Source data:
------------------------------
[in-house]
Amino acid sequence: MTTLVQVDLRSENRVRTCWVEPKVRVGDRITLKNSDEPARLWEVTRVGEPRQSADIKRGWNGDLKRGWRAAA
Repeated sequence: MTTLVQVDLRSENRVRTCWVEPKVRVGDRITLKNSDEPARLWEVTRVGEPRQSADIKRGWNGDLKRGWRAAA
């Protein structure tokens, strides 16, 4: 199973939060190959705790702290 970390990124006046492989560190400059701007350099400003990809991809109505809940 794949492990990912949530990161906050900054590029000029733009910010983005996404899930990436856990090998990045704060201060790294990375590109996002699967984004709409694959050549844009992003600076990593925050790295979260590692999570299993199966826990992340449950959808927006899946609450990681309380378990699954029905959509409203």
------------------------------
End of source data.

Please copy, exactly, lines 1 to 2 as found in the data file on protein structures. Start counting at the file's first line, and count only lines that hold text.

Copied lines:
[in-house]
Amino acid sequence: MTTLVQVDLRSENRVRTCWVEPKVRVGDRITLKNSDEPARLWEVTRVGEPRQSADIKRGWNGDLKRGWRAAA